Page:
Sandy Schreier’s couture collection gets a high-profile exhibit at New York’s Metropolitan Museum of Art.
Images courtesy of The Metropolitan Museum of Art, PhotoS © Nicholas Alan Cope
Sandy Schreier goes way beyond thinking clothes can make the woman. For her, they make a personal collection — reaching almost 15,000 items and counting. The latest acquisition, received in November, continues more than a half-century fascination with
Schreier, a lifelong Michigan resident, is about to share a selection of her favorite upscale garments with visitors at the Metropolitan Museum of Art (the MET) in New York City, where singular items from her holdings intermittently have been shown to enhance various themes.
“In Pursuit of Fashion: The Sandy Schreier Collection” will be on view Nov. 27-May 17 to showcase about 80 of 165 promised gifts to the Met in keeping with its Collections Initiative celebrating the museum’s 150th anniversary. Famed designers represented include Pierre Balmain, Christian Dior, Elsa Schiaparelli and Valentina.
“The only people who ever offered me collecting encouragement, besides my husband, were Met staff members,” says Schreier, who began visiting the museum as a teenager and is thrilled about the display and the namesake catalog that accompanies it. “They gave me validation that I was doing something really wonderful.
“It didn’t dawn on me how wonderful it was until my husband, Sherwin, and I took our first trip to London in the 1970s and went to the Victoria and Albert Museum. There was an exhibit, ‘Fashion: An Anthology by Cecil Beaton,’ that changed my life forever.
“There were hundreds of pieces done by the great designers of the world, and there were pieces by the same designers I had. That’s when it dawned on me that these weren’t just pretty dresses. This was a serious collection.”
Schreier’s venture into acquiring high-power fashions began in childhood as she watched her father, Edward Miller, at Russeks, a local branch of the New York store that featured designer wear. With her dad as a manager, she got to meet well-dressed women in the area, and they began gifting her what they had worn for special occasions.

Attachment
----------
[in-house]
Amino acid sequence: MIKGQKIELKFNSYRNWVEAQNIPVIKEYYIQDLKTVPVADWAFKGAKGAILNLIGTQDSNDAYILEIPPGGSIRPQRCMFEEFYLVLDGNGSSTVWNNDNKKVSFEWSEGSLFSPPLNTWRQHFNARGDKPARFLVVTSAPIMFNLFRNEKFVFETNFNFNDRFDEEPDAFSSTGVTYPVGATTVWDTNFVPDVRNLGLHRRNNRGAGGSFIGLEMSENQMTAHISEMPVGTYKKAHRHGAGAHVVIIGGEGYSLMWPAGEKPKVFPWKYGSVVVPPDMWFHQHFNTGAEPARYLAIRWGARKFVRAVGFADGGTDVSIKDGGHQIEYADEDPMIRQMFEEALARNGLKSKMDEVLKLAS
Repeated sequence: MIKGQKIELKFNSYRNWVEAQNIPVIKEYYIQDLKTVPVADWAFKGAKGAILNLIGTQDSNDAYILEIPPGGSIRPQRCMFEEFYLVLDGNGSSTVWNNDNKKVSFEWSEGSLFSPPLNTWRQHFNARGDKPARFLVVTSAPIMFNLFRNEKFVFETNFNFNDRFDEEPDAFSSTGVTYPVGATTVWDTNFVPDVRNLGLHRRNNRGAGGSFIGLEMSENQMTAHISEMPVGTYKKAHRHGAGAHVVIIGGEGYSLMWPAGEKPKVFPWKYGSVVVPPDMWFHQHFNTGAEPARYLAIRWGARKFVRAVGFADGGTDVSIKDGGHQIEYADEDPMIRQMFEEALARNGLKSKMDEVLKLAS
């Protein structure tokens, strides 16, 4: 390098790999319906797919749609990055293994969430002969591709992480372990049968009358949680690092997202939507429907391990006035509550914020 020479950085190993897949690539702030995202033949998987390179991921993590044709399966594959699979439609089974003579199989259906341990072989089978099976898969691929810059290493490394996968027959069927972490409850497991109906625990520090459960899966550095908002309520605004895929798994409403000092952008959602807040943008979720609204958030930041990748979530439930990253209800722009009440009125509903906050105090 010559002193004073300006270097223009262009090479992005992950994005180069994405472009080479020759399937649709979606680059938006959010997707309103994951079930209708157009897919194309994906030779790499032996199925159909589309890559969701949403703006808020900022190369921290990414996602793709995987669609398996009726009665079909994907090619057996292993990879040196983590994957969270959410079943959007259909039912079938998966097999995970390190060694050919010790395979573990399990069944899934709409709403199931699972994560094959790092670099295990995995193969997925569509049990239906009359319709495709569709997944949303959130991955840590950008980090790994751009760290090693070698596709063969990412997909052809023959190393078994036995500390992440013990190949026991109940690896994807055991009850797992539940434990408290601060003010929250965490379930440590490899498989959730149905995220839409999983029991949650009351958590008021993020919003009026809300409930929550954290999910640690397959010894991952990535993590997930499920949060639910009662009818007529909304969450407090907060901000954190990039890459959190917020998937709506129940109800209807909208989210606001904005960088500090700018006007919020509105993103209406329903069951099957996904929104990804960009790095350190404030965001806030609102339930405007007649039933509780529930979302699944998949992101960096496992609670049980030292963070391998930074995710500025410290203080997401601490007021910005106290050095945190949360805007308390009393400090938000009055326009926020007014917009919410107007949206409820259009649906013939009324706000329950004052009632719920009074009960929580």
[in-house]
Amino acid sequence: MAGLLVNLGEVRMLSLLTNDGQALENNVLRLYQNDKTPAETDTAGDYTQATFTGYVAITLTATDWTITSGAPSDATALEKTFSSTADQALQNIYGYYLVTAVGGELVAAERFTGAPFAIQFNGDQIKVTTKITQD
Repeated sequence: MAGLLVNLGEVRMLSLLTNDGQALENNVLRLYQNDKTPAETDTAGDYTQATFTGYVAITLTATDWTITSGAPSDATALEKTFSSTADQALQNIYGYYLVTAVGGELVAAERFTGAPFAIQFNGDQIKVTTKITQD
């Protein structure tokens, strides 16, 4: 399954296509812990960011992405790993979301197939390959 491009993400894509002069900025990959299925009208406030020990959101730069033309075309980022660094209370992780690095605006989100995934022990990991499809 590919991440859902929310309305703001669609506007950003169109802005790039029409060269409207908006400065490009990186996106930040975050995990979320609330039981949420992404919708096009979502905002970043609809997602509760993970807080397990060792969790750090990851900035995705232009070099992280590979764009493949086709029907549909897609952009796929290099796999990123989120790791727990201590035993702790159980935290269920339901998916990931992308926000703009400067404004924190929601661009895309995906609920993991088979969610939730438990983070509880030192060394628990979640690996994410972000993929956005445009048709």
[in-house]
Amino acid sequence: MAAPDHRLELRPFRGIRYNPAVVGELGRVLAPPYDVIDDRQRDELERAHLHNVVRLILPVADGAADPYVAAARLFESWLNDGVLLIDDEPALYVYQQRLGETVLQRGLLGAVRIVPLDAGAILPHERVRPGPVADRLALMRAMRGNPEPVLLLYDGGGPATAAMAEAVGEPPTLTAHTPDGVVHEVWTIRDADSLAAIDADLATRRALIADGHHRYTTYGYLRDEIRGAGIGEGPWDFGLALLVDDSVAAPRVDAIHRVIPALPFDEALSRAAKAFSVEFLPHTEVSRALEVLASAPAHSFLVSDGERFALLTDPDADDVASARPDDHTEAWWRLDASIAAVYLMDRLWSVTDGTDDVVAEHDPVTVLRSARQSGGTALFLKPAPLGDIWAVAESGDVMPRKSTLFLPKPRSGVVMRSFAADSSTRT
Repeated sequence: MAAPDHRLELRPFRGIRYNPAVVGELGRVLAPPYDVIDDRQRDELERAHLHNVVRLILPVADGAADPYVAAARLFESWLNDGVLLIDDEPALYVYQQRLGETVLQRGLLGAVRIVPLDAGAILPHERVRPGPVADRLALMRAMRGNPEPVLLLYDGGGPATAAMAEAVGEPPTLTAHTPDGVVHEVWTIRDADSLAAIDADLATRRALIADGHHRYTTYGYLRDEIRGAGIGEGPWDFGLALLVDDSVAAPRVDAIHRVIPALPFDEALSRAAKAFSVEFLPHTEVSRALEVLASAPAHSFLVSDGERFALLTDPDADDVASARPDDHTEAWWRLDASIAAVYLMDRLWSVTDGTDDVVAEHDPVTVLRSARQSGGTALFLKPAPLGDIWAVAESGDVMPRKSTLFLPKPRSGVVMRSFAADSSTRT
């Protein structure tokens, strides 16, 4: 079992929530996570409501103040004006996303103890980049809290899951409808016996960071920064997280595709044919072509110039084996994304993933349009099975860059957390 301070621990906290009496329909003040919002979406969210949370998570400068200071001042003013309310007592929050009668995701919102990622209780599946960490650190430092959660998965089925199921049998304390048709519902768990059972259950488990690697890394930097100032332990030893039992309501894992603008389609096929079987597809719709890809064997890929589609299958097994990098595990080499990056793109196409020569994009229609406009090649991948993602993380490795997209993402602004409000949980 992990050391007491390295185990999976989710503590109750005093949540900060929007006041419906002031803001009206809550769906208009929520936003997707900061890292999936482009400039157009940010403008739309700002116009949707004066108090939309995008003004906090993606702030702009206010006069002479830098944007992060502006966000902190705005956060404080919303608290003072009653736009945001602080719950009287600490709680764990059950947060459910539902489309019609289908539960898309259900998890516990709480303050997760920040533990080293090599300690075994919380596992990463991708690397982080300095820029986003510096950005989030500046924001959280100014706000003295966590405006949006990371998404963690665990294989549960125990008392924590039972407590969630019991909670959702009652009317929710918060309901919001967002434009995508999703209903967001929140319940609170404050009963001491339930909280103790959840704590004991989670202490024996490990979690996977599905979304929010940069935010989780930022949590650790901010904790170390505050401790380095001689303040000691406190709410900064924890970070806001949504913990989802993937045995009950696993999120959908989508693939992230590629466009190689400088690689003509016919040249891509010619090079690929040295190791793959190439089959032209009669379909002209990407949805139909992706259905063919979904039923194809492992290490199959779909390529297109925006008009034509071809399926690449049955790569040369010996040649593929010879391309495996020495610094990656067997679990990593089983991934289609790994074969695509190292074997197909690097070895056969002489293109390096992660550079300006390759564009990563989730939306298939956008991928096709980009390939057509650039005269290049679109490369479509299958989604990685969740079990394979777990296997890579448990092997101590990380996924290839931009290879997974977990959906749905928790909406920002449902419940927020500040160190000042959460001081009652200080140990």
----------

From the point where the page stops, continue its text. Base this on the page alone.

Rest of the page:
“When I was old enough to drive, I went to Grosse Pointe and Bloomfield Hills for any kind of dignified [home-based] sale,” Schreier recalls. “I let it be known to everybody that I was interested in clothes.
“What really threw me over the top was starting to make television appearances. People called me from all over the world. Print publicity also helped a lot.”
In her search for high-power outfits, Schreier early on was introduced to designers as she did some modeling. Isaac Mizrahi, recently in Michigan to speak for Hadassah and who has visited her home in the past, has expressed plans to attend opening events, calling attention to exhibit items.
A Mizrahi painting of Schreier appears in the exhibit catalog, which profiles the collector, who developed two books linked to the history of her holdings: Hollywood Dressed & Undressed: A Century of Cinema Style (1998) and Hollywood Gets Married (2002).
Schreier, the mother of four and grandmother of seven who is a longtime volunteer in the library at the Holocaust Memorial Center in Farmington Hills, did not choose the pieces in The Met exhibit, but she readily remembers experiences associated with many of them.
“This exhibit is not totally reflective of my entire collection,” explains Schreier, who, over time, hosted Met representatives visiting Michigan to make their selections. “These are the pieces that helped make the museum’s collection more complete.
“The piece everybody likes talking about the most is the Twiggy dress. Richard Avedon took a famous picture of Twiggy (a 1960s model and actress) in this dress, designed by Roberto Rojas.
“Shortly after my husband passed away in 2014, I got a call from Roberto. I had never talked to him before, but he wanted to thank me for giving him credit. We got together in Florida and became friends.”
The exhibited ensemble by Yves Saint Laurent is important to Schreier because it recalls the time she was an accessories designer working with him. She found the outfit when asked to appraise the couture estate of Elizabeth Parke Firestone.
Schreier owns several dresses by Adrian Greenberg, who went by Adrian as a Hollywood costumer associated with The Wizard of Oz, among many other film favorites. Schreier interviewed his widow, actress Janet Gaynor, about collecting some of Adrian’s most famous pieces, which are in the exhibit and part of her Met donation.
“Sandy Schreier’s gift — one of the largest in recent Costume Institute history — will dramatically enrich the museum’s holdings of 20th-century fashion,” says Max Hollein, Met director. “We are thrilled and honored to receive these important treasures, and we look forward to presenting an exhibition that celebrates the exceptional artistry of the objects and reflects on the origins and impact of this tremendous collection.”
Schreier, who has never worn any item in her collection because she considers each artistically innovative and to be preserved, is busy deciding what she will wear to exhibit events. She also is working on her memoir, which will be released in 2020.
“My life has been a fantasy, especially meeting all the famous people in the creative arts who come to see my collection,” she says. “The item that came in November is a chocolate-colored couture gown made by Moschino many years ago. I have been looking for that dress for a long time. I’m a chocoholic. How could I resist it?”
“In Pursuit of Fashion: The Sandy Schreier Collection” will be on view Nov. 27-May 17 at the Metropolitan Museum of Art in New York City. $12-$25. The catalog, with the same title as the exhibit and filled with pictures, can be found at the Met website for $50. (212) 535-7710. metmuseum.org/InPursuitofFashion.